Philipp Blom – The Vertigo Years

Europe, 1900 – 1914: a world adrift, a pulsating era of creativity and contradictions. The major topics of the day: terrorism, globalization, immigration, consumerism, the collapse of moral values, and the rivalry of superpowers. The 20th century was not born in the trenches of the Somme or Passchendaelebut rather in the 15 vertiginous years preceding World War I.

In this short span of time, a new world order was emerging in ultimately tragic contradiction to the old. These were the years in which the political and personal repercussions of the Industrial Revolution were felt worldwide: Cities grew like never before as people fled the countryside and their traditional identities; science created new possibilities as well as nightmares; education changed the outlook of millions of people; mass-produced items transformed daily life; industrial laborers demanded a share of political power; and women sought to change their place in society as well as the very fabric of sexual relations.

From the tremendous hope for a new century embodied in the 1900 Worlds Fair in Paris to the shattering assassination of a Habsburg archduke in Sarajevo in 1914, historian Philipp Blom chronicles this extraordinary epoch year by year. Prime Ministers and peasants, anarchists and actresses, scientists and psychopaths intermingle on the stage of a new century in this portrait of an opulent, unstable age on the brink of disaster. Beautifully written and replete with deftly told anecdotes, The Vertigo Years brings the wonders, horrors, and fears of the early 20th century vividly to life.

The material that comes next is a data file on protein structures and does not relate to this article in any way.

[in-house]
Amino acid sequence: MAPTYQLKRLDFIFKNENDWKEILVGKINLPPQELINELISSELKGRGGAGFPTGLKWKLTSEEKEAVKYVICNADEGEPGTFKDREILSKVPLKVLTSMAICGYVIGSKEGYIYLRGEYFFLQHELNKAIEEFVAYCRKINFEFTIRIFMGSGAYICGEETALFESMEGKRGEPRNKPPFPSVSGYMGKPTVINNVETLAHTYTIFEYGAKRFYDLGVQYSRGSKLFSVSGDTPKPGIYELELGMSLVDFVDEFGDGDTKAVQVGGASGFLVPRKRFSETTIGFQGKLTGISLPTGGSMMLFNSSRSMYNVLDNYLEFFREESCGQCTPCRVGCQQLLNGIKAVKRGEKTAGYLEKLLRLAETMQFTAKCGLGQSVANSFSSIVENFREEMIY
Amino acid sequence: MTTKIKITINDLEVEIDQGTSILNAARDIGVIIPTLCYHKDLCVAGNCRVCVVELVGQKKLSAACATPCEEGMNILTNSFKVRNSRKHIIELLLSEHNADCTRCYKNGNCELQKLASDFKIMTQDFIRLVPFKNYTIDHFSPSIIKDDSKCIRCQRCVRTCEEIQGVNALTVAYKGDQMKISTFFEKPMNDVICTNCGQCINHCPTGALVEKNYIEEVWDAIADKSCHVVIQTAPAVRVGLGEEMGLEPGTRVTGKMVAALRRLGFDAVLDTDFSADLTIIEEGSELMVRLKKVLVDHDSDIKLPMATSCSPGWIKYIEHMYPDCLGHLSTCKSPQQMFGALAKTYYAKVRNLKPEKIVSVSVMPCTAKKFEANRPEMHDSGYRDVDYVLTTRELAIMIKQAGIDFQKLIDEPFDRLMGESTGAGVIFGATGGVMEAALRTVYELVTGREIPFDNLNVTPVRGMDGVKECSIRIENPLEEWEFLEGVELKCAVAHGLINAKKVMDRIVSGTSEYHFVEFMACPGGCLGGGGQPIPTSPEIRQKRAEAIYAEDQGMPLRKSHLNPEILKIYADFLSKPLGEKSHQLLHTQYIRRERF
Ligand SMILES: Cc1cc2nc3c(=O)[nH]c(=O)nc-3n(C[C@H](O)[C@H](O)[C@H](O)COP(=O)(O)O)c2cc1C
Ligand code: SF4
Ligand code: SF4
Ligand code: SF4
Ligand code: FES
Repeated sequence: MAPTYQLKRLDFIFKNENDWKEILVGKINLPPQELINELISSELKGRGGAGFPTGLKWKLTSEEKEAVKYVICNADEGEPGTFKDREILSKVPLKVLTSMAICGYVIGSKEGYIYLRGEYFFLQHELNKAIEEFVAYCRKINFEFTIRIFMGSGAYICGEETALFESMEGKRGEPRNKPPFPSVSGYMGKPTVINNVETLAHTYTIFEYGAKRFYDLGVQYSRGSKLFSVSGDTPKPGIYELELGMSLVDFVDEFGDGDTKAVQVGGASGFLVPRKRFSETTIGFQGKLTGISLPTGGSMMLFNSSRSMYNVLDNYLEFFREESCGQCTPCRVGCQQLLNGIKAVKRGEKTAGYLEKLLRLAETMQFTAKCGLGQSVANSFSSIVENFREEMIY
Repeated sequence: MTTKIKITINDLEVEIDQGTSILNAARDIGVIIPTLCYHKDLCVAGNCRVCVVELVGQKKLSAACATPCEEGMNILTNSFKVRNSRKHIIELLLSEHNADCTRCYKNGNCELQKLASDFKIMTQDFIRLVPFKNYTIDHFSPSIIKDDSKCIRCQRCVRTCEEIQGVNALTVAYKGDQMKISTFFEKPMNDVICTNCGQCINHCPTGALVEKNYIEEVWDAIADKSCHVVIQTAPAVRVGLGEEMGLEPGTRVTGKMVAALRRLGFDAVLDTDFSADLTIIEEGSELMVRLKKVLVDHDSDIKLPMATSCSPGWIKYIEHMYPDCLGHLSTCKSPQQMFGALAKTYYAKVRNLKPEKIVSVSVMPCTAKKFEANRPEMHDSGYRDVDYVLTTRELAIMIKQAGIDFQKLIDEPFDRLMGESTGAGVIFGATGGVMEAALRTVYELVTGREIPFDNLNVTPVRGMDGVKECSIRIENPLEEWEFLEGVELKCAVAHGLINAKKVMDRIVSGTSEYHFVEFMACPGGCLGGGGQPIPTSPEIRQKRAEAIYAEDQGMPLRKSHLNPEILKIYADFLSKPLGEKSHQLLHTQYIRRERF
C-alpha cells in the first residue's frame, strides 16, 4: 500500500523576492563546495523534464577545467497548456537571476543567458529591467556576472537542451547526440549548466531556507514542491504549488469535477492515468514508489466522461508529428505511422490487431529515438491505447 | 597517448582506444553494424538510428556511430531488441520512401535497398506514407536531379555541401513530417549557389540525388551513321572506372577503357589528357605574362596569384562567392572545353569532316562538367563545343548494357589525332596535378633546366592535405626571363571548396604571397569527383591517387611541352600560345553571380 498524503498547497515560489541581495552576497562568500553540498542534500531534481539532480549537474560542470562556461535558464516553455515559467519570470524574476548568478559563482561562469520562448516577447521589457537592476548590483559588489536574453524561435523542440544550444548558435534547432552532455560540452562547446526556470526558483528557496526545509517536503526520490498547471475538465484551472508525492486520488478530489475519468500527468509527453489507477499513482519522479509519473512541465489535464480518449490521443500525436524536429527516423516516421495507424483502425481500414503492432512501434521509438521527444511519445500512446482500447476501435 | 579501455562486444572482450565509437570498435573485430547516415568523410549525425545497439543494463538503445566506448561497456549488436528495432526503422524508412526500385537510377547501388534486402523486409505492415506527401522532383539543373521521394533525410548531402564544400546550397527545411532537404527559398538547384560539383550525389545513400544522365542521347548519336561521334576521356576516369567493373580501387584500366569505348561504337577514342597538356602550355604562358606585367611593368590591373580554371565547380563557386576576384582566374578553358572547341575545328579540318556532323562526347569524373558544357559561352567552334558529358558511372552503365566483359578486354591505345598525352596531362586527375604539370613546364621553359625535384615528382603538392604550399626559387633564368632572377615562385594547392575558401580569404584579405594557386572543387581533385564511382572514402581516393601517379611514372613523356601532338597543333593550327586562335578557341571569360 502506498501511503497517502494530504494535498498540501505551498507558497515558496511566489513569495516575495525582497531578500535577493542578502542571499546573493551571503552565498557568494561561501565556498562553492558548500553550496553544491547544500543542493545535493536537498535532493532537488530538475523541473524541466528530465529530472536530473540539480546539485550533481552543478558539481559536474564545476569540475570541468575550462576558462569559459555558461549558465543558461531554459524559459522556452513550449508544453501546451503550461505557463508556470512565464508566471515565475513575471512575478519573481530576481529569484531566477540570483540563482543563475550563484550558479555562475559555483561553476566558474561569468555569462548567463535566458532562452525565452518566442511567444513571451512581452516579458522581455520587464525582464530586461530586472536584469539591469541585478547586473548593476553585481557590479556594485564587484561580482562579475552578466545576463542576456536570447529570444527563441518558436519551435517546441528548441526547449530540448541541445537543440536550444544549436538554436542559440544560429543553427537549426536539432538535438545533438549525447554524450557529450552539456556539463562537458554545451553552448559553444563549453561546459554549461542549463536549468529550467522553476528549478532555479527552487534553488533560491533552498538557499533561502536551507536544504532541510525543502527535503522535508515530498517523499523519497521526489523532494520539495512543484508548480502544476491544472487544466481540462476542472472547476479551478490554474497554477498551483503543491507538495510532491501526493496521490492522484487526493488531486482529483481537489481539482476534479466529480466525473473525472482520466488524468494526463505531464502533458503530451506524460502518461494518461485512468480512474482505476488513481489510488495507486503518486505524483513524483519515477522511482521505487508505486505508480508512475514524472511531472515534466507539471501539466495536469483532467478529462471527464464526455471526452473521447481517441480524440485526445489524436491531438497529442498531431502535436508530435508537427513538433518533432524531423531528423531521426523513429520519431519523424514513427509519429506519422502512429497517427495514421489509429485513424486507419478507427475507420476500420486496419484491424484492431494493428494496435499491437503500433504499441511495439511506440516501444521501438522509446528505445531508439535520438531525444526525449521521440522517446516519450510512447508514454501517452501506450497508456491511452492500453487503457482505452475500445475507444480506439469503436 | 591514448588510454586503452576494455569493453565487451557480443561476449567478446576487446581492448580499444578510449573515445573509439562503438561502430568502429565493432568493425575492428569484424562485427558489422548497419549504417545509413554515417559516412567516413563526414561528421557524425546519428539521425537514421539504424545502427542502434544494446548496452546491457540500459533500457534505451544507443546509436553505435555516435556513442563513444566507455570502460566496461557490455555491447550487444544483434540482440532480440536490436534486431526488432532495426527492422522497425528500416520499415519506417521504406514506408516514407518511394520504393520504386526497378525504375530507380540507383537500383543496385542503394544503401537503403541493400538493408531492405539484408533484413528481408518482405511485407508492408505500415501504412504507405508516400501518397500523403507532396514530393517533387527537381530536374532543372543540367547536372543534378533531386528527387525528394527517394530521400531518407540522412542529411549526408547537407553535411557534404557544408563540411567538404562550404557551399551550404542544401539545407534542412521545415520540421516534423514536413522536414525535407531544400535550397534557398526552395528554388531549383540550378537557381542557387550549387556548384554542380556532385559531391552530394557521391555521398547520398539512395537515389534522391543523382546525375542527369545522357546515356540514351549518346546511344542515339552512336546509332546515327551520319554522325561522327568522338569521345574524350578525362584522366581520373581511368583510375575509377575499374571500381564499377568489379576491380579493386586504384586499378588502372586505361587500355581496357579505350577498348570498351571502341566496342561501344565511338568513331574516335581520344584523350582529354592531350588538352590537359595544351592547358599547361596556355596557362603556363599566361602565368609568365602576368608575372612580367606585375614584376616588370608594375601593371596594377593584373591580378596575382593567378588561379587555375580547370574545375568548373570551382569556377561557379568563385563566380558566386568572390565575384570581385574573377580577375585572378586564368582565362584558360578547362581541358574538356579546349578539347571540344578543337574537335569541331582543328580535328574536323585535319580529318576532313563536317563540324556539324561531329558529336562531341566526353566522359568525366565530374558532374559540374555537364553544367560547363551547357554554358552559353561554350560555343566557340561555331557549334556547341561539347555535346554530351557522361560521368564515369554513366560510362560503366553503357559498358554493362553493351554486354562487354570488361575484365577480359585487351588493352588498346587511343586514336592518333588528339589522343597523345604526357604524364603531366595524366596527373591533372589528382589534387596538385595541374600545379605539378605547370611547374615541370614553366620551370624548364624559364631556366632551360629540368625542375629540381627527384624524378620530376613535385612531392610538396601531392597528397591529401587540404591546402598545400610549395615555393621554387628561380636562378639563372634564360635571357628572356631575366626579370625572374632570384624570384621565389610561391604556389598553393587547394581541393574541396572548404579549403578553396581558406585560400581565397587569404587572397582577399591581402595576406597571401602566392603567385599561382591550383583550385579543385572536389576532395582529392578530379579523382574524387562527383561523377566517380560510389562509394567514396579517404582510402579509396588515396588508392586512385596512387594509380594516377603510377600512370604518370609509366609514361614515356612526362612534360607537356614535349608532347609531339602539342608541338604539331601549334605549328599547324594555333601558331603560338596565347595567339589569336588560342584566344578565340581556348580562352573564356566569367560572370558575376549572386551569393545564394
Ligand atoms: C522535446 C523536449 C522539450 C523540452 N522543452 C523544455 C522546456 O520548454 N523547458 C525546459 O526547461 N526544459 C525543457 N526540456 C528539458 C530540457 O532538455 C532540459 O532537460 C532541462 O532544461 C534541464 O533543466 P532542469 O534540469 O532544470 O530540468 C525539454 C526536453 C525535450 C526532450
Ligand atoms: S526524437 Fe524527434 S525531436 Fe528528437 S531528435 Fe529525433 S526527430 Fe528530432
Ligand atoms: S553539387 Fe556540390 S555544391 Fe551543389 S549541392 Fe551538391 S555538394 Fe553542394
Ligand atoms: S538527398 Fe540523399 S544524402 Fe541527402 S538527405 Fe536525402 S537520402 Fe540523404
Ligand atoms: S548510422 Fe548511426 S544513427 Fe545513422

Author: Philipp Blom
Narrator: Joel Richards
Duration: 15 hours 29 minutes
Released: 10 Jul 2001
Publisher: Audible Studios
Language: English

User Review:

humility charming

I’ve been wanting to read this book for quite a while. Finally I see it’s available in audiobook form and I buy it! Oh my gosh, I don’t mean to be unkind but I hope they didn’t actually pay the person who narrated it.

Mispronunciations: Auschwitz is pronounced “Oss-witch.” Erascible is pronounced “Ee-rask-able.” Barbara Tuchman’s last name is pronounced “Touch-man.” I could go on and on.

Accents: He starts out giving the French people Russian accents until I realize that is his idea of a French accent. However, he keeps his own American accent when reading British voices. I’m only about a quarter of the way through, but I think he has given up doing doing accents altogether.

Foreign Languages: I am no expert on correct pronunciations of French or German words, but I *think* he is murdering them too.

Sound Quality: Generally, the sound quality is poor; it sounds like this had been recorded in a broom closet. And when a correction is ‘punched in’ – that is, a phrase or sentence is re-recorded later on – it sounds so different as to sound like a different narrator in a different studio.

I was so glad to see this book was available in audiobook format, I made the mistake of buying it without reading the reviews first. I am sorry for that.